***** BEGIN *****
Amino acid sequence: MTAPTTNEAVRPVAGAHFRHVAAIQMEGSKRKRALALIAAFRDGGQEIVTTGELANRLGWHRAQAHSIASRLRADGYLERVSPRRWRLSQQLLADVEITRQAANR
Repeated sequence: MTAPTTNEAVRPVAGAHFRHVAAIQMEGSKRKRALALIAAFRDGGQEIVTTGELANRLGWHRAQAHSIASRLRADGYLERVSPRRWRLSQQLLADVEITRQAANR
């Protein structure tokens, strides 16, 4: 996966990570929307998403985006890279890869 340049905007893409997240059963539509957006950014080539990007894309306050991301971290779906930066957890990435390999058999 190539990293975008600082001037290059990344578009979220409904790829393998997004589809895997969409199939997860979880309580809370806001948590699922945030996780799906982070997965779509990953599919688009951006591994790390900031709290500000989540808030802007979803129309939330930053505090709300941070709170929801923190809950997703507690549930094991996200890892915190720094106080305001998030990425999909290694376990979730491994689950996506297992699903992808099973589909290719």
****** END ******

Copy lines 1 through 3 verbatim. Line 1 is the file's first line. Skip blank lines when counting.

Amino acid sequence: MTAPTTNEAVRPVAGAHFRHVAAIQMEGSKRKRALALIAAFRDGGQEIVTTGELANRLGWHRAQAHSIASRLRADGYLERVSPRRWRLSQQLLADVEITRQAANR
Repeated sequence: MTAPTTNEAVRPVAGAHFRHVAAIQMEGSKRKRALALIAAFRDGGQEIVTTGELANRLGWHRAQAHSIASRLRADGYLERVSPRRWRLSQQLLADVEITRQAANR
């Protein structure tokens, strides 16, 4: 996966990570929307998403985006890279890869 340049905007893409997240059963539509957006950014080539990007894309306050991301971290779906930066957890990435390999058999 190539990293975008600082001037290059990344578009979220409904790829393998997004589809895997969409199939997860979880309580809370806001948590699922945030996780799906982070997965779509990953599919688009951006591994790390900031709290500000989540808030802007979803129309939330930053505090709300941070709170929801923190809950997703507690549930094991996200890892915190720094106080305001998030990425999909290694376990979730491994689950996506297992699903992808099973589909290719």